Newspaper Executives Are Arrested Under Hong Kong Security Law

  • Newspaper Executives Are Arrested Under Hong Kong Security Law

Newspaper Executives Are Arrested Under Hong Kong Security Law

Hong Kong national security police arrested five top editors and executives of the outspoken newspaper Apple Daily and its parent company, and raided the group's offices early Thursday morning in relation to allegations of "collusion with foreign forces".

Apple Daily said Thursday that the company's CEO Cheung Kim Hung, COO Chow Tat Kuen and chief editor Ryan Law, along with the deputy chief editor and online editor were all arrested and accused of colluding with foreign forces to endanger national security - a provision of the sweeping legislation introduced previous year that banned sedition, secession and subversion against Beijing. Others arrested included Cheung Kim-hung, the CEO of Next Digital, which operates Apple Daily, as well as its chief operating officer and two other editors.

More than 200 police officers were involved in the search of Apple Daily's offices, and the government said a warrant was obtained to look for evidence of a suspected violation of the national security law.

China's Hong Kong Liaison Office said on Thursday it firmly supported what it described as the "just action" of the city's police.

Hong Kong Journalists Association Chairman Chris Yeung criticized the arrests and raid in an online news conference, warning that the the national security law was being used as a "weapon to prosecute media executives and journalists for publishing reports and articles that are deemed as a threat to national security".

Apple Daily said in a statement that the move left it "speechless" but vowed to continue its reporting.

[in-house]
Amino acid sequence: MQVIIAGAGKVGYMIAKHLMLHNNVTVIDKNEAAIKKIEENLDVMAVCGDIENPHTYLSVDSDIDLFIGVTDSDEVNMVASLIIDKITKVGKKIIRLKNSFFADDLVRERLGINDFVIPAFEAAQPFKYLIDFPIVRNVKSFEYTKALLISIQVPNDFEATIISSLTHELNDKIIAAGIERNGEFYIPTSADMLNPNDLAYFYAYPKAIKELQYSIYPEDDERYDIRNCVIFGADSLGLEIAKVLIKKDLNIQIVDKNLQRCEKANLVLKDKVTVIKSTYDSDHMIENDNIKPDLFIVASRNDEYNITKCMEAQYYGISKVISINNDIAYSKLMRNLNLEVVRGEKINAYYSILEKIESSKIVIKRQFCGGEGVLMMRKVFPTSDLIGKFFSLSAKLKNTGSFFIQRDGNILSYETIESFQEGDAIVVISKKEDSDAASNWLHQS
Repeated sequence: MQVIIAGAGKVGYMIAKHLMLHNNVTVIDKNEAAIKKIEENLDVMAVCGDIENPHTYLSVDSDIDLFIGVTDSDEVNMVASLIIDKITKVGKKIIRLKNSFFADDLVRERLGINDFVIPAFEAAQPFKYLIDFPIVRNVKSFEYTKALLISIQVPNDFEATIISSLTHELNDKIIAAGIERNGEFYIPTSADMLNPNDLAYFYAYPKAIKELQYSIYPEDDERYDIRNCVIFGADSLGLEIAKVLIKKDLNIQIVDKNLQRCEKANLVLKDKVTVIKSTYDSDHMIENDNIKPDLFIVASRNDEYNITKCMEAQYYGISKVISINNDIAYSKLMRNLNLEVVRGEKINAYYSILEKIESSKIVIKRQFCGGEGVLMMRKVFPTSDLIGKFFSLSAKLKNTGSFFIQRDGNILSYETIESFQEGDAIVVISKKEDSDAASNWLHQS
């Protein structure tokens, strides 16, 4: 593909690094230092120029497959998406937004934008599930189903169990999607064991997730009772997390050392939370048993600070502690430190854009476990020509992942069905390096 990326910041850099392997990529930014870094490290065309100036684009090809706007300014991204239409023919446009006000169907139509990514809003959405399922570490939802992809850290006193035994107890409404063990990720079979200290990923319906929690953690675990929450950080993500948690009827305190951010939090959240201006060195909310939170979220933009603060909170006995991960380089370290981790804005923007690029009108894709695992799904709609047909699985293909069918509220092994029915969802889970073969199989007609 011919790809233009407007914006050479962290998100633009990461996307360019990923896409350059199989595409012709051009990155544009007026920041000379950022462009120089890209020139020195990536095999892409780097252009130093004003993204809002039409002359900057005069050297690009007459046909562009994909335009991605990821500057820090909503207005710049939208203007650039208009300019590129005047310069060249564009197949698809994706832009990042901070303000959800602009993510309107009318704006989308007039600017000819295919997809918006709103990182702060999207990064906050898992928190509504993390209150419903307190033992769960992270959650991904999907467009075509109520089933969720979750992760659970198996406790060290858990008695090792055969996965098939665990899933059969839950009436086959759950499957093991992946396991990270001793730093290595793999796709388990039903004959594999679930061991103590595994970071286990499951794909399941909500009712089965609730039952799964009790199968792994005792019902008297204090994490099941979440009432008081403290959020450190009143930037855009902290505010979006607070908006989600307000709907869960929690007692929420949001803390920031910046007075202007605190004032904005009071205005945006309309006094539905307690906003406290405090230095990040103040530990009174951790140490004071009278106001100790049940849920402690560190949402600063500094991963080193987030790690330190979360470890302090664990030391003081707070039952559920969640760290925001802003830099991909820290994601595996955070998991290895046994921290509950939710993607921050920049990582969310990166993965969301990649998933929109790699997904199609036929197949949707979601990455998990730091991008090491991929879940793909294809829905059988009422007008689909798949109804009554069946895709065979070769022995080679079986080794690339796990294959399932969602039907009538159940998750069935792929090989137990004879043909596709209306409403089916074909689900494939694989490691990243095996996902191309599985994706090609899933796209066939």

"This is a serious blow to press freedom in Hong Kong and a direct attack on the journalistic work of Apple Daily", said Tom Kellogg, the executive director of the Georgetown Center for Asian Law.

A Hong Kong police officer stands outside of the Apple Daily headquarters in Hong Kong on June 17, 2021.

They arrested three top editors and two senior executives of the tabloid owned by Next Digital Ltd founder and democracy activist Jimmy Lai, a fierce critic of Beijing who is now serving more than year in prison for attending unauthorized protests.

He added: "China, which controls Hong Kong, may be able to eliminate the paper, which it sees as an annoying critic, but only at a steep price to be paid by the people of Hong Kong, who had enjoyed decades of free access to information".

He also outlined that the raid on Apple Daily is not meant to be a target on the wider media industry, only relating to one company. His holdings in the company have been frozen on national security grounds.

Lai-who fled China at 12 years old and became one of its fiercest critics-has been serving a separate 14-month sentence for convictions tied to the massive pro-democracy protests that took place in Hong Kong to lash out at what protester saw as Beijing's overreach.

On Thursday morning, trading of Next Digital shares was halted, without any reason being given.

It has criminalised much dissent, given China jurisdiction over some cases and awarded authorities wide-ranging investigation powers.

Those convicted face up to life in prison and the majority are denied bail after arrest.

The raid on Apple Daily immediately drew concern from overseas observers.

Apple Daily's billionaire owner Lai, 73, was charged with collusion after hundreds of officers searched the paper's newsroom last August.

He is now serving multiple jail sentences for attending various protests.

Beijing has made no secret of its desire to see the paper's voice tamed, with state media routinely describing Mr Lai as a "traitor" and a "black hand". The law has been used to arrest over 100 pro-democracy activists since it was first implemented in June past year, and had virtually silenced opposition voices in the city, with many others fleeing overseas. The day marks the 100th anniversary of the Chinese Communist Party's founding and the 24th anniversary of Hong Kong's handover to China from British rule.

At a recent meeting, staff asked Law what they should do if the police came back to arrest him.

He had a simple reply: "Broadcast it live".